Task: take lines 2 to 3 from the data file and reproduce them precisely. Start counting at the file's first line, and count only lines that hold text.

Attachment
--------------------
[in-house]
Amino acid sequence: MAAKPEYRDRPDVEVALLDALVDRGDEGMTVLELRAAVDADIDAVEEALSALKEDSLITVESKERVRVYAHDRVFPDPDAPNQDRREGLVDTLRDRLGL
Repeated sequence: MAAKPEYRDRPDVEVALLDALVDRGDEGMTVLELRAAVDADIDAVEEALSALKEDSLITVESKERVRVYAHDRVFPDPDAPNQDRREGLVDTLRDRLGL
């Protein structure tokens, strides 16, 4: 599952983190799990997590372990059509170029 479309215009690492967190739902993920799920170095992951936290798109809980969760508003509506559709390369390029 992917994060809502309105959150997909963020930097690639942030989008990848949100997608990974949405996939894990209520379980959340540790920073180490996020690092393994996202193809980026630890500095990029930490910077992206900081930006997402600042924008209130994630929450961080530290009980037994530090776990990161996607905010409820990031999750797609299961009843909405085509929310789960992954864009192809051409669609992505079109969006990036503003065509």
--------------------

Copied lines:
Amino acid sequence: MAAKPEYRDRPDVEVALLDALVDRGDEGMTVLELRAAVDADIDAVEEALSALKEDSLITVESKERVRVYAHDRVFPDPDAPNQDRREGLVDTLRDRLGL
Repeated sequence: MAAKPEYRDRPDVEVALLDALVDRGDEGMTVLELRAAVDADIDAVEEALSALKEDSLITVESKERVRVYAHDRVFPDPDAPNQDRREGLVDTLRDRLGL